If the year’s a body, today’s its head. That’s the literal meaning of Capodanno, the Italian for ‘New Year’s Day’.
It makes our name for January 1st seem boringly literal in comparison, but Italians call the first day of the new year the capo d’anno, or ‘head of the year’. (You might hear people refer to New Year’s Eve as Capodanno too; in fact that’s technically San Silvestro, but at this time of year who’s counting?)
The year’s head usually starts out a little sore: most Italians stay up all night celebrating – or being kept awake by others’ celebrations – so the public holiday is a chance to sleep it off and not much else. Unless, of course, you’re one of the certifiably insane people who choose to jump into the River Tiber on New Year’s Day (it’s a thing).
Interestingly, il Capodanno hasn’t always fallen on January 1st: some parts of Italy, especially Tuscany, used to celebrate March 25th as the turn of the year, since it was the date that Christians believe the Virgin Mary was told she was to become the mother of Christ. Meanwhile the Venetians fixed March 1st, the coming of spring, as their new year, while parts of southern Italy followed the Byzantine calendar, which has the year starting on September 1st.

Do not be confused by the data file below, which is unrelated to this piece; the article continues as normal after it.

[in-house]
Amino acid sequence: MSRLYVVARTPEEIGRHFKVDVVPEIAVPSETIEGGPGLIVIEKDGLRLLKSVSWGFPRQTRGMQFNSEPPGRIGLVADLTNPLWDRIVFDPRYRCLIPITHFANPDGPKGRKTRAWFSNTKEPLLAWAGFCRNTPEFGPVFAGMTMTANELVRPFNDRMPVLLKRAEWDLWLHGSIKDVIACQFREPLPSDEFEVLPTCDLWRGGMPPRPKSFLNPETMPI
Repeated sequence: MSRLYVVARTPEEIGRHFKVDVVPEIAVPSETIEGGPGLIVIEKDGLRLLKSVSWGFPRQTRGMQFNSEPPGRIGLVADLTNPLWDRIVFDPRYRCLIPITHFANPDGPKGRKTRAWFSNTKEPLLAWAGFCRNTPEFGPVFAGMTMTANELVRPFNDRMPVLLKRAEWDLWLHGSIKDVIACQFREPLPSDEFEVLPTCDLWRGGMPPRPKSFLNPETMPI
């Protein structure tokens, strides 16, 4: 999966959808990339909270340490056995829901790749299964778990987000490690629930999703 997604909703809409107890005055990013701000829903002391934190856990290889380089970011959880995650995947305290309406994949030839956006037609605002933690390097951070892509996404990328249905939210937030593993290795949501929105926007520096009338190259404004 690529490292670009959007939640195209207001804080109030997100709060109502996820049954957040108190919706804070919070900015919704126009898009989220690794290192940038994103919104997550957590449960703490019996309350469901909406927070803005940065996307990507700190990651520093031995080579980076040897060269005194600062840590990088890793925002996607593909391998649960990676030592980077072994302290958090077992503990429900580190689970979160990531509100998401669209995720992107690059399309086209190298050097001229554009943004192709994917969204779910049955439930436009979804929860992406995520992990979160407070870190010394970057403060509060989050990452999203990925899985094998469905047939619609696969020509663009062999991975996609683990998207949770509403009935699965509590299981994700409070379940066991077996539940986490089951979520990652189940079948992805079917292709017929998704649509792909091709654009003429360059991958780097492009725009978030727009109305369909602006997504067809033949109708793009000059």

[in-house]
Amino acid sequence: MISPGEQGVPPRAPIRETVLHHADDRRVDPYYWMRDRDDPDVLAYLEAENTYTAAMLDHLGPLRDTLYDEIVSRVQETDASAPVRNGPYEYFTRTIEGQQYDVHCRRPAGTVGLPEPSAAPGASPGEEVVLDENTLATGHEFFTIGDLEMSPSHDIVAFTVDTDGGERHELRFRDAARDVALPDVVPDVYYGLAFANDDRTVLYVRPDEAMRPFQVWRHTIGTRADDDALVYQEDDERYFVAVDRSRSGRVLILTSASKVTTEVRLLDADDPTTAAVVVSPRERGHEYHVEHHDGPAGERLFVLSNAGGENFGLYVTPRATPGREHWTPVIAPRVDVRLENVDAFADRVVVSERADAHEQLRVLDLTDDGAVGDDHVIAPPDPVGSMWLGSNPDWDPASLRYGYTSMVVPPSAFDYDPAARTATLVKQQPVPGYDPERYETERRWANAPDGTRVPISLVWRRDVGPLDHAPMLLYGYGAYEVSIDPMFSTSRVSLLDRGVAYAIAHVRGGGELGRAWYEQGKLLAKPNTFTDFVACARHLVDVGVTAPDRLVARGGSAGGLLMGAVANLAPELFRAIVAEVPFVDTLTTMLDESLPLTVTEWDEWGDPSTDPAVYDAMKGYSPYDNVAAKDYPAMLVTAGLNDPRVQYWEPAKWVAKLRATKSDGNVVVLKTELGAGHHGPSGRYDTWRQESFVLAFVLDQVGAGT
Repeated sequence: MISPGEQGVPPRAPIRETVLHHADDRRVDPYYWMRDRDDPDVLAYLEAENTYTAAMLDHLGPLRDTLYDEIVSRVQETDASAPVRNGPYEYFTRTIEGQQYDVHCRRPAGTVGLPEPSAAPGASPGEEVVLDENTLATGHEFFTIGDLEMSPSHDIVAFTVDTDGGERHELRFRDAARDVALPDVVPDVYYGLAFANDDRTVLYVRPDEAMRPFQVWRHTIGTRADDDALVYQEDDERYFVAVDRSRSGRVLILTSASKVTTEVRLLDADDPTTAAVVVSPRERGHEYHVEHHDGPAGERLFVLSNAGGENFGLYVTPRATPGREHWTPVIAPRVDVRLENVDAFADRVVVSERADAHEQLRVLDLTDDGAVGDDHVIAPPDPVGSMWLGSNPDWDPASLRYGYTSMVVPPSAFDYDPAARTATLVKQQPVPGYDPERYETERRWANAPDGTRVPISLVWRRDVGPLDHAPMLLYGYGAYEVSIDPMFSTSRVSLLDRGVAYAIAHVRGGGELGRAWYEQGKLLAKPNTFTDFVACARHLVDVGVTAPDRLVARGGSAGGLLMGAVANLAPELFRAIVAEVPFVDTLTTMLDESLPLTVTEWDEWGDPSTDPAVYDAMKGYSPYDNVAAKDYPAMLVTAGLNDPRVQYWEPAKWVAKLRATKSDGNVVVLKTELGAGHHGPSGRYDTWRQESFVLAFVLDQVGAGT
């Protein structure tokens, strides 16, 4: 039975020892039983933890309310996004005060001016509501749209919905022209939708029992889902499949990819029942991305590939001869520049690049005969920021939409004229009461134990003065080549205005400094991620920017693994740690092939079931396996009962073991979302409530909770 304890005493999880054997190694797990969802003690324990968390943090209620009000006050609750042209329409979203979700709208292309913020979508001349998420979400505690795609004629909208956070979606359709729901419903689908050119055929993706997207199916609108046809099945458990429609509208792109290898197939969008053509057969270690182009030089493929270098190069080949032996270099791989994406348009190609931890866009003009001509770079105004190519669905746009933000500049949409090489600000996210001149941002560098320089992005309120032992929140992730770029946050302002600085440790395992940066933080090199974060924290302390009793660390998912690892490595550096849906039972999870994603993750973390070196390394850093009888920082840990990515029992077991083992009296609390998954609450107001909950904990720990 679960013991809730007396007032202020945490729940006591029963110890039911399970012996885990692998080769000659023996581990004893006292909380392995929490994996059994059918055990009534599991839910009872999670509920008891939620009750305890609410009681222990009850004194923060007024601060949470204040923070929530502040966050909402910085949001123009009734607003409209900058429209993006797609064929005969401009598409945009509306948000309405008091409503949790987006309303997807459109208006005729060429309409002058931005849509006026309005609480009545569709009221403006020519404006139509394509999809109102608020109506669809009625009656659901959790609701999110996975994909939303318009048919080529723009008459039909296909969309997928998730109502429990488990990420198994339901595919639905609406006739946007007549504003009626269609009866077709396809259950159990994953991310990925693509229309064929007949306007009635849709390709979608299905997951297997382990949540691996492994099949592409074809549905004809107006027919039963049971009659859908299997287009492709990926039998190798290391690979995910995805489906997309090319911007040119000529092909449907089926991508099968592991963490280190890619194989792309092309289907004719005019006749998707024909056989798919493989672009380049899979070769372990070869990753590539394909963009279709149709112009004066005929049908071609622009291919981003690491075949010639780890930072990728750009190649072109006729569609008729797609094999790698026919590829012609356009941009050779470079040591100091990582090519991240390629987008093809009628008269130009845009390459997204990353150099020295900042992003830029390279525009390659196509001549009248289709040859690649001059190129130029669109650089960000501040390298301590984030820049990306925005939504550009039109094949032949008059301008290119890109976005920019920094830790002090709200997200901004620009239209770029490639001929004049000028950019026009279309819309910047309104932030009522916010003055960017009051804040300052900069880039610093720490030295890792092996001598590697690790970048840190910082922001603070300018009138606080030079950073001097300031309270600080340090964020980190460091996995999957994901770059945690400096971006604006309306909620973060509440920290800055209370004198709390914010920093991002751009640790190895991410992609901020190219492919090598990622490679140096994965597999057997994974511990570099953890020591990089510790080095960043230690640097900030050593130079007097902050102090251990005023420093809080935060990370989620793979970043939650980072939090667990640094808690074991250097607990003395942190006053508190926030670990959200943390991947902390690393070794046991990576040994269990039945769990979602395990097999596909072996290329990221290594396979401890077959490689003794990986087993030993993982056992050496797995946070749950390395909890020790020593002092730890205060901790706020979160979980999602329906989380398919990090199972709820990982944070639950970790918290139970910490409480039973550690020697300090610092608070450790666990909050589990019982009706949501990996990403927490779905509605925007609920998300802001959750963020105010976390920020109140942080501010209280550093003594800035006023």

As a result in Sardinian dialect September is called Cabudanni, and it’s the month in which the new year of farm work begins.
But one Capodanno that didn’t take off was October 29th, the date of Benito Mussolini’s March on Rome and accession to power. The Fascists chose the date as the New Year’s Day of their Era Fascista, a calendar of their own making. So keen were they to replace the regular calendar with their own that in December 1939, they ordered newspapers not to write about a certain date coming up that Italians were no longer supposed to celebrate.
Needless to say, the scheme was just as dumb as the rest of their ideas, and happily Italy continues to celebrate the New Year on January 1st.
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